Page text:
“This is a whole new manifestation of magnetic activity for that kind of object,” said Leon Harding, a technologist at NASA’s Jet Propulsion Laboratory, Pasadena, California, and co-author on the study.

This artist's concept shows an auroral display on a brown dwarf. If you could see an aurora on a brown dwarf, it would be a million times brighter than an aurora on Earth. (Chuck Carter and Gregg Hallinan/Caltech)

This artist’s concept shows an auroral display on a brown dwarf. If you could see an aurora on a brown dwarf, it would be a million times brighter than an aurora on Earth. (Chuck Carter and Gregg Hallinan/Caltech)

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NASA’s Spitzer Space Telescope verifies nearest Planet outside our Solar System

 

Written by Felicia Chou
NASA Headquarters

NASA - National Aeronautics and Space AdministrationWashington, D.C. – Using NASA’s Spitzer Space Telescope, astronomers have confirmed the discovery of the nearest rocky planet outside our solar system, larger than Earth and a potential gold mine of science data.

Dubbed HD 219134b, this exoplanet, which orbits too close to its star to sustain life, is a mere 21 light-years away. While the planet itself can’t be seen directly, even by telescopes, the star it orbits is visible to the naked eye in dark skies in the Cassiopeia constellation, near the North Star.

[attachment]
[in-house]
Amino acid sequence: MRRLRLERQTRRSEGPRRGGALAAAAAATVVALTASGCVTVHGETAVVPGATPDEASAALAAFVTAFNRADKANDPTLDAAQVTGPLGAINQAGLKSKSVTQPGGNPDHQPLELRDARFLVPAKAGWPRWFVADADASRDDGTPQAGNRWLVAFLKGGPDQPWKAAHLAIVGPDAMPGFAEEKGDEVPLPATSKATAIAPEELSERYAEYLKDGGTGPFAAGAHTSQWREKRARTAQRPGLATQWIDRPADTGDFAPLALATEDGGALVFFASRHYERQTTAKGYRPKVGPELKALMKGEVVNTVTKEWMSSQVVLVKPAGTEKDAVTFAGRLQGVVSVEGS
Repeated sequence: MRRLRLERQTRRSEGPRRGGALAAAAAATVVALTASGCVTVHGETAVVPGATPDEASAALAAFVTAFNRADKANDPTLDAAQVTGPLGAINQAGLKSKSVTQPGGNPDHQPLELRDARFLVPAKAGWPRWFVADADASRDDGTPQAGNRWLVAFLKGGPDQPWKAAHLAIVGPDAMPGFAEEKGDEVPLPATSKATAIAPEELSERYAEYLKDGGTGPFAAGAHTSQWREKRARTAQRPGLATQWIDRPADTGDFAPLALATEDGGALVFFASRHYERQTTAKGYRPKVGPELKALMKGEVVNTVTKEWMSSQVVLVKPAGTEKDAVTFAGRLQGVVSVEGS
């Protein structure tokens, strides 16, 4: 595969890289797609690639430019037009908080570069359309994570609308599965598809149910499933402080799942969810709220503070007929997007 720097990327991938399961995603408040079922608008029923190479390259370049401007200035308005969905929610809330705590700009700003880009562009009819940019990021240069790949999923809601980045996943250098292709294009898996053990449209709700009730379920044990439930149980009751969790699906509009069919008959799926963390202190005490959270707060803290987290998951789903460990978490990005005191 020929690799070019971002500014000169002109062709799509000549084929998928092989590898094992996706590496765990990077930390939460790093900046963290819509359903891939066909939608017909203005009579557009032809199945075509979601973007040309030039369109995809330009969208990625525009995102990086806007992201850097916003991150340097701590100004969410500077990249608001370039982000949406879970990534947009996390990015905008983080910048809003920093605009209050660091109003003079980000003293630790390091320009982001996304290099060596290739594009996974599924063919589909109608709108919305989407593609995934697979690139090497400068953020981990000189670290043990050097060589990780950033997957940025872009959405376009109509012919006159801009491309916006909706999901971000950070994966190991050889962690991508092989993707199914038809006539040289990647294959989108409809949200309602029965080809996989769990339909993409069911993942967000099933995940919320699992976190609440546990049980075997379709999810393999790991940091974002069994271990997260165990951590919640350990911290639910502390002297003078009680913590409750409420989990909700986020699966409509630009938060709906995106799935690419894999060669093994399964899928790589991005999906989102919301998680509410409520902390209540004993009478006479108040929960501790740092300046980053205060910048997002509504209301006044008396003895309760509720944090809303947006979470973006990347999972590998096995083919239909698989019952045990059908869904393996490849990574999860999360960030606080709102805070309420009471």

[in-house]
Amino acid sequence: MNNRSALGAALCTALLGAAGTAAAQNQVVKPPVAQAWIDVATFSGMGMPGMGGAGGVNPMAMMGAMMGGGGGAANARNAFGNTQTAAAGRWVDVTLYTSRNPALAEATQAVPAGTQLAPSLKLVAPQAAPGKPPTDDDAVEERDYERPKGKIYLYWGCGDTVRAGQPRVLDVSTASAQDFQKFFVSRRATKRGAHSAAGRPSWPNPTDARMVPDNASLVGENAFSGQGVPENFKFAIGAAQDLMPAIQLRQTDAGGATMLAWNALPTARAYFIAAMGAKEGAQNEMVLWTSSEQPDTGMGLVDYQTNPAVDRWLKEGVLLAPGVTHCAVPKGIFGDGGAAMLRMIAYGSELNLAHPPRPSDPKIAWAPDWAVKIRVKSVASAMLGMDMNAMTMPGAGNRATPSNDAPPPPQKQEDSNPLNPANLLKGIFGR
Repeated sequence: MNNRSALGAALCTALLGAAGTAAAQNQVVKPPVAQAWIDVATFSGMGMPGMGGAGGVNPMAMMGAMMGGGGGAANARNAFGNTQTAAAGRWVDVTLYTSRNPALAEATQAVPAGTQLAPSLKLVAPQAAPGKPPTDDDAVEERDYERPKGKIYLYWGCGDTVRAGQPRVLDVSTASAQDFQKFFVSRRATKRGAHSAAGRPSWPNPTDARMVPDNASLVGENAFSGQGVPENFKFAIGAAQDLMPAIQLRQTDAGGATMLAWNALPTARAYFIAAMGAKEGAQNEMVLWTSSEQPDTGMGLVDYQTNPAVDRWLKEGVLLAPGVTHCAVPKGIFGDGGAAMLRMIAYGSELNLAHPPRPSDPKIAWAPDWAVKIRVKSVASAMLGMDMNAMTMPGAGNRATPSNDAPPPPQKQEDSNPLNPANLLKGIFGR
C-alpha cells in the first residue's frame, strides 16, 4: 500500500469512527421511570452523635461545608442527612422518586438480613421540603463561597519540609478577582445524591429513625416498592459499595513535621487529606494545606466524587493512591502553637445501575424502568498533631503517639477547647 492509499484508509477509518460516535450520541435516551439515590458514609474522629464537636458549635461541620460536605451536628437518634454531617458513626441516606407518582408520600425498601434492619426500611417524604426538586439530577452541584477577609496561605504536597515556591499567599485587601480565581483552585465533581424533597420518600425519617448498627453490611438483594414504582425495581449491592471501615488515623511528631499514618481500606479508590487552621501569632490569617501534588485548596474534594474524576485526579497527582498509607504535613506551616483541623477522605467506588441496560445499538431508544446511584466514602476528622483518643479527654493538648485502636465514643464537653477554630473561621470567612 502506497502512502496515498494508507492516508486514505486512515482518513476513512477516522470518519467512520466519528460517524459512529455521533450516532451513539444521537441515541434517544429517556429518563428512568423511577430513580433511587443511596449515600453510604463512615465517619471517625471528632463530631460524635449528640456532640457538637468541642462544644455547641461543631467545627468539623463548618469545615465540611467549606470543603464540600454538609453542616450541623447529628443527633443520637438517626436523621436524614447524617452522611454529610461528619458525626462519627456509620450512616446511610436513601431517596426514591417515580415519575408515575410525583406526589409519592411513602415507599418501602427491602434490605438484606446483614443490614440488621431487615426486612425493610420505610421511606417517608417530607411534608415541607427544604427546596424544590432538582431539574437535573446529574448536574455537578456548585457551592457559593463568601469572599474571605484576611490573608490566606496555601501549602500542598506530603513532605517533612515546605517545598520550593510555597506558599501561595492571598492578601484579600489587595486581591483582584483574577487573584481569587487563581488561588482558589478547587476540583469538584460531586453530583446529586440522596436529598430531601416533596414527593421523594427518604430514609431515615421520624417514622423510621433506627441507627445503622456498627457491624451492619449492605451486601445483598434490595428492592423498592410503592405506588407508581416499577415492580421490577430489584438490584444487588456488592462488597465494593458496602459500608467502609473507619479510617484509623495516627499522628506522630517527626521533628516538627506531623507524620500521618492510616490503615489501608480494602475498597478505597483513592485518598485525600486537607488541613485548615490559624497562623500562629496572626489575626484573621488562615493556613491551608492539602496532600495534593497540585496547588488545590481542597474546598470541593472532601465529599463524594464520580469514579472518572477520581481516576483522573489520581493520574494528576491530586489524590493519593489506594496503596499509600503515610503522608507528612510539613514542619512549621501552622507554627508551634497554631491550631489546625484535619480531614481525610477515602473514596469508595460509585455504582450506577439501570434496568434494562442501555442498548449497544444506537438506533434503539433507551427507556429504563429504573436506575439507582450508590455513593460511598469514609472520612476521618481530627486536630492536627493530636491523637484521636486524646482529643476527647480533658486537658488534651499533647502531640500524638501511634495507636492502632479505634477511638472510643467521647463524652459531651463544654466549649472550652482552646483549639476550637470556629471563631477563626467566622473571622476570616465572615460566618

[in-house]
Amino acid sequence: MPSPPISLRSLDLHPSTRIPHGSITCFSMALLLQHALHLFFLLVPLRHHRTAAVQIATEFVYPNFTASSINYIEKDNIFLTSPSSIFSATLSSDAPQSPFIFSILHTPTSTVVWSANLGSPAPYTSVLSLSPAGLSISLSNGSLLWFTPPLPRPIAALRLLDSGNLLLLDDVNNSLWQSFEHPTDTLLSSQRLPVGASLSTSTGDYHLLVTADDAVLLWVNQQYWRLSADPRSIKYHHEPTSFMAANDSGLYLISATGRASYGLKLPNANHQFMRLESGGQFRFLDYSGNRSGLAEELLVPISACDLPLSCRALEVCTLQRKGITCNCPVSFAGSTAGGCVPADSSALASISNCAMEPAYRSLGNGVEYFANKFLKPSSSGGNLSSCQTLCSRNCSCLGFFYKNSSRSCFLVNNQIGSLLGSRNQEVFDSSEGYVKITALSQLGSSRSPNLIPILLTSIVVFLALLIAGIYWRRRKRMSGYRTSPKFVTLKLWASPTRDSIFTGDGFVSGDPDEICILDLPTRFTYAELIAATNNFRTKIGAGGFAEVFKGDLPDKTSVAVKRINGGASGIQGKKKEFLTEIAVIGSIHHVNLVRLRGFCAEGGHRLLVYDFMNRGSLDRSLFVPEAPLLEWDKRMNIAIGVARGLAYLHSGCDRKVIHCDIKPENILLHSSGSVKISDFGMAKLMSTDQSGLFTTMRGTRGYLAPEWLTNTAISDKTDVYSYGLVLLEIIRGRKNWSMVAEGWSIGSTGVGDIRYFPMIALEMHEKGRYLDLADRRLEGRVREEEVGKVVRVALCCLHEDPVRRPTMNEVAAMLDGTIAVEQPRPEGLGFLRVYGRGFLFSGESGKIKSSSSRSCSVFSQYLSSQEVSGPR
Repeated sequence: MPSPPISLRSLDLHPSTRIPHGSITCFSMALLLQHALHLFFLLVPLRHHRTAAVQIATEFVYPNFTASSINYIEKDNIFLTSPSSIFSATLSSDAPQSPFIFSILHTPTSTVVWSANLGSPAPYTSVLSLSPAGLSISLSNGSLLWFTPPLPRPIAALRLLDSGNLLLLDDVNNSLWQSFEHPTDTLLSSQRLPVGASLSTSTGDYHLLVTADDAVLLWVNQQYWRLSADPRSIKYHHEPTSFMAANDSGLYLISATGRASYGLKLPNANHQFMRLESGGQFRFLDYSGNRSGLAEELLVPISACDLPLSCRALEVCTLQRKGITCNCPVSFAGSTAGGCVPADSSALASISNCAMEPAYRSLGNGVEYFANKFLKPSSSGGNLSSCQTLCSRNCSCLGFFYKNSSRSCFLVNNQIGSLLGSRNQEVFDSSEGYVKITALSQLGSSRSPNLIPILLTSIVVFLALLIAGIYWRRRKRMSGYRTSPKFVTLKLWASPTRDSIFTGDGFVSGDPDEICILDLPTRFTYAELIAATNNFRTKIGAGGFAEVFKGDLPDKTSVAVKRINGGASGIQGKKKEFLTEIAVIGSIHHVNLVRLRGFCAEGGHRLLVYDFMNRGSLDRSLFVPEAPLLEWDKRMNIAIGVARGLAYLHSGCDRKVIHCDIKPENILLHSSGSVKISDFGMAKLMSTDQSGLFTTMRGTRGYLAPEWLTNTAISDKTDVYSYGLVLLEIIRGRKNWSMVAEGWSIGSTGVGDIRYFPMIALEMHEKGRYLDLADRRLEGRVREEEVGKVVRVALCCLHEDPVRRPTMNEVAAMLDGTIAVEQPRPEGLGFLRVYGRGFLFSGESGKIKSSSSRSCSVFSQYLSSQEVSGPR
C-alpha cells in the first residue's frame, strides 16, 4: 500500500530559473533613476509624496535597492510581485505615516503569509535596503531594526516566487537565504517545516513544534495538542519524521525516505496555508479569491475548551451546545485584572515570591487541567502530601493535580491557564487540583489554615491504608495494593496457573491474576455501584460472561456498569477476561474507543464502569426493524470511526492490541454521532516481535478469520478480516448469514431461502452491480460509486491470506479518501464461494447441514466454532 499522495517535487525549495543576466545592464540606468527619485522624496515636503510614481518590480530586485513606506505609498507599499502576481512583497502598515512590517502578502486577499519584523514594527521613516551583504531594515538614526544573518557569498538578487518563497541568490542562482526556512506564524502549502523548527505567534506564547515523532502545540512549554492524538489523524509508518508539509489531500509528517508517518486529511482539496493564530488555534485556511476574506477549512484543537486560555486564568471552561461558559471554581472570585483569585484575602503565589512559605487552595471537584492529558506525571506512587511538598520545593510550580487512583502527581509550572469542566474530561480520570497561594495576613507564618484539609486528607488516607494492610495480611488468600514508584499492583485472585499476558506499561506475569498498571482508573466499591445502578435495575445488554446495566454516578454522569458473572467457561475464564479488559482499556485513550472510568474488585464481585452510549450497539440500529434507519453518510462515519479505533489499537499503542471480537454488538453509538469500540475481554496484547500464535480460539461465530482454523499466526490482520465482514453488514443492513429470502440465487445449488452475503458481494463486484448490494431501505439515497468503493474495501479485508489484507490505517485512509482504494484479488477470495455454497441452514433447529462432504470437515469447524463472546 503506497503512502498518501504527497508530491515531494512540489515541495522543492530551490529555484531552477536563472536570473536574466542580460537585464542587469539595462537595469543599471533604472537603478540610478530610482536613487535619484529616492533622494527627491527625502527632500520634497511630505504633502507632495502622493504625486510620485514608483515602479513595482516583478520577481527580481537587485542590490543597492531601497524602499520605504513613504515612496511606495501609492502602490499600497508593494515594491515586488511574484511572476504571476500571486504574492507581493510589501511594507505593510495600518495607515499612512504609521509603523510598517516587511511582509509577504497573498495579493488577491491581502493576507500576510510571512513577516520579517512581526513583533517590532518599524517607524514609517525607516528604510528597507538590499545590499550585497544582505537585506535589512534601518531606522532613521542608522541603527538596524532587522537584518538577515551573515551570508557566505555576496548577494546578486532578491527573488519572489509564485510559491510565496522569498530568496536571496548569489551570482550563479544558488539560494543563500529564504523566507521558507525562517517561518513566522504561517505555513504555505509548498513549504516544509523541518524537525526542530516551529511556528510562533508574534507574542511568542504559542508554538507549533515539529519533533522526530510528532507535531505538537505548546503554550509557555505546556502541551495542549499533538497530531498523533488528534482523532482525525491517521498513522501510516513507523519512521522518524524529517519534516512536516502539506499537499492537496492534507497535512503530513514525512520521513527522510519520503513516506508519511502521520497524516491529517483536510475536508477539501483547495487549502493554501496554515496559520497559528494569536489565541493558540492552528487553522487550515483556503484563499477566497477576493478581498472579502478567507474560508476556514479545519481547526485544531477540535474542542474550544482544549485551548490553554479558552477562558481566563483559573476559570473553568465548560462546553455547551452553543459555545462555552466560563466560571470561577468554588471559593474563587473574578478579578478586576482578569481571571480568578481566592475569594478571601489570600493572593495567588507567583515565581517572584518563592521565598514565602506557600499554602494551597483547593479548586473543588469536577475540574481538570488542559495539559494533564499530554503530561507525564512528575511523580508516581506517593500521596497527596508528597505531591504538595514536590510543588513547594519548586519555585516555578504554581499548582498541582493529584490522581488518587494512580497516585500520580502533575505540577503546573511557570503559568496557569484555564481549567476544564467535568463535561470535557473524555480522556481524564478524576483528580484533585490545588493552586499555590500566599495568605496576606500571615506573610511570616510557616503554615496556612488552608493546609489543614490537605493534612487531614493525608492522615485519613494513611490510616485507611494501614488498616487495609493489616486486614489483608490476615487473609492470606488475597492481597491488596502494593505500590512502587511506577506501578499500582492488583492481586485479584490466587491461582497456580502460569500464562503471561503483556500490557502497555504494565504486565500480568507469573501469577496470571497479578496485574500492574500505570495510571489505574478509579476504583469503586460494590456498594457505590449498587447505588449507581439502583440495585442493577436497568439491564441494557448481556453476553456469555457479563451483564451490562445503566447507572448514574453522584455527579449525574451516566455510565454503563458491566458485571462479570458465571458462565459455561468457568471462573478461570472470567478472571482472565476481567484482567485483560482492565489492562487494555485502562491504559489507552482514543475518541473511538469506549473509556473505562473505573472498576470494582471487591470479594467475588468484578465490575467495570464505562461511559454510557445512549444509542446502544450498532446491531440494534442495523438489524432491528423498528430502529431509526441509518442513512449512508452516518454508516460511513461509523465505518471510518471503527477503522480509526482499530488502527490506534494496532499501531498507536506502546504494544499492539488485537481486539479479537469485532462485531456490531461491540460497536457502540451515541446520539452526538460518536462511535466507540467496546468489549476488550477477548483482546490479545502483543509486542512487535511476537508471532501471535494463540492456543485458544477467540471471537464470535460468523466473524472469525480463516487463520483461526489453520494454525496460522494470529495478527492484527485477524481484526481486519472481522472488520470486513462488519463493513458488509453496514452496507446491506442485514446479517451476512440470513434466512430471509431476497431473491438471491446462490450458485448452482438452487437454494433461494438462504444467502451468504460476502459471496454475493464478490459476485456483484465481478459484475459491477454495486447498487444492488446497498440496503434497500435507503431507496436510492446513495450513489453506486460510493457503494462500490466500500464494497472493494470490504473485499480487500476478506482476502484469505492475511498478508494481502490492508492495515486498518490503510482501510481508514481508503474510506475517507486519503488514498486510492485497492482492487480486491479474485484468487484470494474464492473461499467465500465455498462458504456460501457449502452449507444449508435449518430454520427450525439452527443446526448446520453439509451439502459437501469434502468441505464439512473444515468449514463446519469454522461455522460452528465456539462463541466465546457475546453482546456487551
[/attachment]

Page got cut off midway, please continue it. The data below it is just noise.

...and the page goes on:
This artist's rendition shows one possible appearance for the planet HD 219134b, the nearest confirmed rocky exoplanet found to date outside our solar system. (NASA/JPL-Caltech)

This artist’s rendition shows one possible appearance for the planet HD 219134b, the nearest confirmed rocky exoplanet found to date outside our solar system. (NASA/JPL-Caltech)

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NASA’s Chandra X-ray Observatory watches as Pulsar Punches Hole in Disk of Gas

 

Written by Janet Anderson